[Nfbmo] article on employment of the blind

Julie McGinnity kaybaycar at gmail.com
Sun May 19 23:27:13 UTC 2013

Hi everyone,

I read this article today and thought it would be of interest,
especially to the employment research committee.  The link to the
article and text of the article can be found below:  Enjoy!

* * *

Hiring blind: the Misconceptions facing America's visually impaired workforce


As a recruiting manager staffing for clients such as Google and Apple,
I was concerned about three things: experience, unemployment gaps, and
the probability of the person becoming a long-term employee.

I interviewed few disabled candidates and rarely considered their job
prospects. As a recruiter, I rarely debated if and how they would be
able to perform the duties of a position. I soon found a new
perspective — one that changed the way I viewed both the role of the
recruiter and the place of people with disabilities in the job market.

A Shift in Thinking

I was attacked more than six years — a beating that caused severe
retinal trauma, which left me blind. A year after the attack, I found
myself at California’s Orientation Center for the Blind, learning new
ways to complete necessary daily tasks. Most significantly, I learned
that while I had helped place hundreds of people into positions at top
companies, my opportunities and chances of finding a job were slim.

Members of the blind community warned me that I would need a lot of
patience when I began my job search. I now belonged to a group of
people erroneously viewed by recruiters as unskilled, unproductive,
and more difficult. I didn’t need my guide dog, Madge, to sniff out
the irony of my new situation.

According to University of Illinois at Chicago professor and
disabilities studies scholar Dr. Lennard Davis, these stereotypes
exist in part because people’s misconceptions of the blind are split
between thinking they’re completely helpless or brimming with
superpowers. These misconceptions carry over into the business world
and can seriously confuse potential employers.

The Misconceptions of Managers

According to a recent study done by the nonprofit National Industries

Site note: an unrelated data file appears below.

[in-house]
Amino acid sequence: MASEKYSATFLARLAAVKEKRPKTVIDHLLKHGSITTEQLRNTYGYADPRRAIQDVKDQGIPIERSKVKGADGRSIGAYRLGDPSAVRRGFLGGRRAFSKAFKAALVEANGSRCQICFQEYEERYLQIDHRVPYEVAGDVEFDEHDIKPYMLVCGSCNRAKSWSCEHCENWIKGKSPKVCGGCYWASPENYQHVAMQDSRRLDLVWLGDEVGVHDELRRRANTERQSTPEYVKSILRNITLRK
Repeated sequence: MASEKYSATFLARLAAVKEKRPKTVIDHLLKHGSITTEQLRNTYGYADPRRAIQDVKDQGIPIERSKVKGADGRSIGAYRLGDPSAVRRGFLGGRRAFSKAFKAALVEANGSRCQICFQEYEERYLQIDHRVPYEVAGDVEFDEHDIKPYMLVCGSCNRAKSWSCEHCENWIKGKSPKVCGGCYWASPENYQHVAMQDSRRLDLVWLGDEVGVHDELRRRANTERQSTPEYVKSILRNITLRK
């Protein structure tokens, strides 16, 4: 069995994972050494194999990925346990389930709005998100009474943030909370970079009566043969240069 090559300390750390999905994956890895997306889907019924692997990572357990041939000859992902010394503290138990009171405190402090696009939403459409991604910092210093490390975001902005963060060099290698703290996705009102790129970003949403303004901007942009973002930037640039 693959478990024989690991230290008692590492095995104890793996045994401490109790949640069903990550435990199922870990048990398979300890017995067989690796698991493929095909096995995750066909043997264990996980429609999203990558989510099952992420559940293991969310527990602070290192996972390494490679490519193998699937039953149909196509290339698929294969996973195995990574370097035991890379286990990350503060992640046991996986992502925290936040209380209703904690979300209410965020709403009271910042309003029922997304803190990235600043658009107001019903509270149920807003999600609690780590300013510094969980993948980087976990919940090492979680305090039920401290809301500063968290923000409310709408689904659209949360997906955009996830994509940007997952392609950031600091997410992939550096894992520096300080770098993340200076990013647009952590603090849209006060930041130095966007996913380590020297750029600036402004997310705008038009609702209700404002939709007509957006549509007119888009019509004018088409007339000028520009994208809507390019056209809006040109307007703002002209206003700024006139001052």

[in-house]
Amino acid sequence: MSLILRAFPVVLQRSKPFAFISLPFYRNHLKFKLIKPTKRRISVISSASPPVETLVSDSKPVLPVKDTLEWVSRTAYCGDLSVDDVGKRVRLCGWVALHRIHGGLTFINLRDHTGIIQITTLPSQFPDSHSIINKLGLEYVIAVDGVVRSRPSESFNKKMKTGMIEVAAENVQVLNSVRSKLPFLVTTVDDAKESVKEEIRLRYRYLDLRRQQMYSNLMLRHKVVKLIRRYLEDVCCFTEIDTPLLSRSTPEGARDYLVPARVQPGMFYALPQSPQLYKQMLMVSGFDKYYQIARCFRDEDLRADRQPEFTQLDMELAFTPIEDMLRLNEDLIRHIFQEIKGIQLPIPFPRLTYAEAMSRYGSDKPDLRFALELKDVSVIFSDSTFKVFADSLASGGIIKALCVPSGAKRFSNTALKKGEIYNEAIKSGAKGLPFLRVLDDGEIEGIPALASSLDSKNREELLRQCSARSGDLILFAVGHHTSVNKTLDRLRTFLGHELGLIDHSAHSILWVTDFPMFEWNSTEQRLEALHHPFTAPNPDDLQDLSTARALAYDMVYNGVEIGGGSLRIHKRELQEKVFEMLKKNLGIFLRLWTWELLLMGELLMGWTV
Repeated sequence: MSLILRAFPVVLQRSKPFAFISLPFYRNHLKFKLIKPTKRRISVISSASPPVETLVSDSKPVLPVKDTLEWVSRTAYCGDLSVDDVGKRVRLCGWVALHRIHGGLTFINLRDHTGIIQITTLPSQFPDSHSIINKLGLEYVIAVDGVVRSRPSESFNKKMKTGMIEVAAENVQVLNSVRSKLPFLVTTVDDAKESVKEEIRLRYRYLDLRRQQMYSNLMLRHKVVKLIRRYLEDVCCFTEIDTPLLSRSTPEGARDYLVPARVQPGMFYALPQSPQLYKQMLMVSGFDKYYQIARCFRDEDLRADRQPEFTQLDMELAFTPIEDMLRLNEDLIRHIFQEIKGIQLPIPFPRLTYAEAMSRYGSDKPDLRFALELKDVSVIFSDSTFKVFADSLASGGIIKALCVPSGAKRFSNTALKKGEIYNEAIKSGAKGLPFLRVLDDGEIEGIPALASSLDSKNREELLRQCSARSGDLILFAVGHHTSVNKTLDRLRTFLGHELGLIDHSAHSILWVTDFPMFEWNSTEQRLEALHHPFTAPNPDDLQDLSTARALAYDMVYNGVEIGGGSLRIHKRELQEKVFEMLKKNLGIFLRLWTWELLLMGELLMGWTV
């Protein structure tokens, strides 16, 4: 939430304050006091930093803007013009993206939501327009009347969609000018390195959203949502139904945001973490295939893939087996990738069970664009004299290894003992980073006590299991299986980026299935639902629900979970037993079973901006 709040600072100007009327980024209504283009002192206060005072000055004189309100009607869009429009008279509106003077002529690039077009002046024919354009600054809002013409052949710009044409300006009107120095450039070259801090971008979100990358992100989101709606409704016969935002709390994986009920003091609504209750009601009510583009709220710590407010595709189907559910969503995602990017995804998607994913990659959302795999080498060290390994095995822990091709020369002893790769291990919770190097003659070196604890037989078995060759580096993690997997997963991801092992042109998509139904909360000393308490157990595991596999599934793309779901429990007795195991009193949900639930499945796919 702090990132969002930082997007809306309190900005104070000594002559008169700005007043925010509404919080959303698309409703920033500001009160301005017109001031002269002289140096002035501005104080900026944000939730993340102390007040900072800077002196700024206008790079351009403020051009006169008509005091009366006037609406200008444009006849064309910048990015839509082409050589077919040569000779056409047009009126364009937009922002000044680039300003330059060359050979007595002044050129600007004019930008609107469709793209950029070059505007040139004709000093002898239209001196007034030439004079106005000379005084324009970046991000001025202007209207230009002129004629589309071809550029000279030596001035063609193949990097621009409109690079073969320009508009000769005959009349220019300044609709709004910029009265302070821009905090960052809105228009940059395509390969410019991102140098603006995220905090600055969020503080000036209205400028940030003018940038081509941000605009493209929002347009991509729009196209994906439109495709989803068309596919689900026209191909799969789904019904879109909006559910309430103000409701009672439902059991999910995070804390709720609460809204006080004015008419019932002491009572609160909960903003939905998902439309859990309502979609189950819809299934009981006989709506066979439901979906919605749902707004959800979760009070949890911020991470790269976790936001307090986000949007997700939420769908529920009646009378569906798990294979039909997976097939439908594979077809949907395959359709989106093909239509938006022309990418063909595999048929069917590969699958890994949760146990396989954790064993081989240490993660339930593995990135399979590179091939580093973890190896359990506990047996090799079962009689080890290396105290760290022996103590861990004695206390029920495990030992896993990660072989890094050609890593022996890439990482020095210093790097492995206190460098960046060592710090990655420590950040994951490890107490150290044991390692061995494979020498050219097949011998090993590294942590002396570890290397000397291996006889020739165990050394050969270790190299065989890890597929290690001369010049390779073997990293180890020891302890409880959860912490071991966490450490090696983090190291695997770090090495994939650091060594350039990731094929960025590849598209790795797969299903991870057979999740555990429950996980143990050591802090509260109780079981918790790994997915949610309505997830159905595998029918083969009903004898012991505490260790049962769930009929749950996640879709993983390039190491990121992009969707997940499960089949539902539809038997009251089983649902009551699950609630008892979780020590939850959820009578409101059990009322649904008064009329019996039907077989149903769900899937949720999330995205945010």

for the Blind (NIB), out of 3.5 million blind Americans of working
age, a walloping 70 percent are not employed. And of the 30 percent
working, the majority work for blind organizations.

One major reason blind people struggle to find employment is that
public misconceptions of the blind affect hiring managers’ perceptions
of potential candidates who are visually impaired. I’d like to break
down a few of these — put out by the NIB study — and discuss why these
misconceptions are fallacies.

“Among hiring managers, most respondents (54 percent) felt there were
few jobs at their company that blind employees could perform, and 45
percent said accommodating such workers would require ‘considerable

The reality is that a blind person can do any job that involves a
computer, and there are a slew of adaptive tech toys that make most
jobs accessible, such as a portable scanner to read printed material.
As for the purported expense, according to The American Foundation for
the Blind, most accommodations cost less than $1,000, a negligible
amount for a serious business.

“Forty-two percent of hiring managers believe blind employees need
someone to assist them on the job; 34 percent said blind workers are
more likely to have work-related accidents.”

This fear can be attributed to some of our common idioms, e.g., “It’s
like the blind leading the blind.” This phrase implies poor navigation
skills, when the reality is that blind people often have superb
orientation skills due to hours of training by mobility experts. Far
from being clumsy, the visually impaired have an attention to detail
that most sighted people lack. Insurance statistics back this up:
Blind people actually have better safety records than their sighted
“Nineteen percent of hiring managers believe blind employees have a
higher absentee rate.”

In reality, blind people don’t actually miss more time from work. A
DuPont study, completed during a 25-year span, found that disabled
people, in general, have better attendance than 90 percent of their
non-disabled colleagues.

The Realities of 2013

The disabled did not get their rights during the Civil Rights movement
and had to wait until the ‘90s for the Americans with Disabilities Act
to pass. Even now, many people assume the blind are unemployable. As a
former recruiter, I realize there are different requirements and